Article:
Author Topic: Investigation reports about Straight are now online  (Read 5438 times)

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Offline Ursus

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Growing Straight Inc. remains controversial
« Reply #30 on: April 16, 2011, 11:57:47 AM »
Quote from: "Ursus"
There was some hubbub in the newspapers during the summer of 1981 in which charges of "brainwashing" were aired.
Here's that hubbub which, again, to my admittedly somewhat removed perspective, probably bore little or no influence on Jim Hartz'z exit. It's just that I happen to have it ready in the queue.

The coverage comprised of a small collection of articles by St. Petersburg Times reporter Milo Geyelin, spanning two consecutive days, and started off with the top story in the Times 'City and State' section.

Caption for an accompanying illustration reads:

    During their first weeks at Straight, boys are held by their belt loops as they are escorted around the premises. Girls are taken by their hands.[/list]

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    St. Petersburg Times
    Monday, July 6, 1981

    Growing Straight Inc. remains controversial

    The teen-age drug-abuse therapy program, say some parents and former clients, is something close to divine salvation; others say it borders on brainwashing

    Straight Inc., a controversial drug-abuse treatment program for teen-agers, is approaching its fifth anniversary of operation in Pinellas County. This story, the first of two parts, examines Straight's method of therapy.

    By MILO GEYELIN
    St. Petersburg Times Staff Writer


    Almost every weekday morning it's the same.

    As commuters on the way to work cruise by a squat, sand-colored concrete buillding at 3001 Gandy Blvd., a chorus of teen-age voices rises from somewhere inside. the voices all sing the same song a song that, like it or not, will set the tone for the rest of the day:

      I'm here at Straight, feeling great;
      From nine to nine, I'm feeling fine.
      [/list]

      Nobody inside will be going anywhere for a while.

      Straight Inc., a drug rehabilitation center for teen-agers, will soon be in its sixth year of operation in Pinellas County. With a new branch successfully openend in Sarasota last fall, another expected in to open in Atlanta this summer and still more being considered in Cincinnati and Washington, D.C., the program is attracting a national following.

      But its philosophy that if peer pressure can get kids into trouble with drugs, peer pressure can get them "straight" remains controversial.

      STRAIGHT CALLS its therapy "re-acculturation" the process of "relearning the values, rules and behavior of the main culture."

      In the opinion of some parents and former clients, the therapy program is something close to divine salvation. Other parents and former clients say it borders on brainwashing.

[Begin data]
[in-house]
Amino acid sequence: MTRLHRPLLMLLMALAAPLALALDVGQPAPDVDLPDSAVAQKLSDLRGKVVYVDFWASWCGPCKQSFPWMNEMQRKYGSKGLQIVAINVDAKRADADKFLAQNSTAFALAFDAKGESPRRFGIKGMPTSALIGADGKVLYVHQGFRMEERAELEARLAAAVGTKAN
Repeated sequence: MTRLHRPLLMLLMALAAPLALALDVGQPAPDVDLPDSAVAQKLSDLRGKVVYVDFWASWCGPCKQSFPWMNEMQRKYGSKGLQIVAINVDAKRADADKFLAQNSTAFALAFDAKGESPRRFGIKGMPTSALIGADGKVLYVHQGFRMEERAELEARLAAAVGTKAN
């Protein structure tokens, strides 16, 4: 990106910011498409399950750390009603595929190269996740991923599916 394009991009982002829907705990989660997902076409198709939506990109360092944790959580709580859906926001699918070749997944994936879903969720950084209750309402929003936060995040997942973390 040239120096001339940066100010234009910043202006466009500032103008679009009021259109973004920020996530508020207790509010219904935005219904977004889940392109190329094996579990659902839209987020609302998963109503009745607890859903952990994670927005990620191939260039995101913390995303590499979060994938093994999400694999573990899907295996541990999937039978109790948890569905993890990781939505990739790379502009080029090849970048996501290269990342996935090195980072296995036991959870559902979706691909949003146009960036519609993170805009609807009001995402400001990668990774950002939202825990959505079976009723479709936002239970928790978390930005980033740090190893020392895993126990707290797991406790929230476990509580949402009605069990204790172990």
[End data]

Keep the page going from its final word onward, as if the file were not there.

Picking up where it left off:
Straight's therapy is based on the theory that teenagers who use drugs most commonly marijuana and alcohol can't be helped unless they are totally removed from the influences that encourage them to use drugs, says Straight Administrative Director Miller Newton.

      Conventional counseling by psychologists or psychiatrists doesn't work with kids on drugs, Newton says, because "you cannot isolate the kid from the peer pressure that has (use of drugs) implicit in it." the way teenage drug users dress, the way they talk, the music they like, their values all these carry a message that Straight contends is unconventional, powerful and destructive.

      As Newton puts it, "The 'do drugs' message is so strong that you just can't isolate the kid (from it)."

      At Straight, the approach is to do just that.

      Getting 'straight'

      Teenagers enter Straight cut off from their friends and families. They have no rights. Boys are held by their belt loops as they are escorted around the premises during their first weeks at the program; girls are taken by their hands. Routine activities are closely controlled: Clients can drink water and go to the bathroom only twice a day, shower at specified times and for specified periods, brush their teeth and comb their hair for only a certain number of strokes and talk only when called upon.

      Rights to talk to parents, read books and watch television are taken away, then "earned" back as teen-agers pass through five progressive phases of treatment.

      The first phase involves developing "self," says Newton. It means being "honest" about one's past as a "druggie." While teen-agers are in this phase of the program, they live with other clients' families until they have earned the right to "come home."

      IN THE SECOND phase, the teen-agers can live at home and commute daily. In the third phase, they can attend school by day and Straight at night and on weekends. The fourth phase stresses developing friendships and the fifth phase the "sharing stage" is when the client may become a peer counselor and , ultimately, leave the program.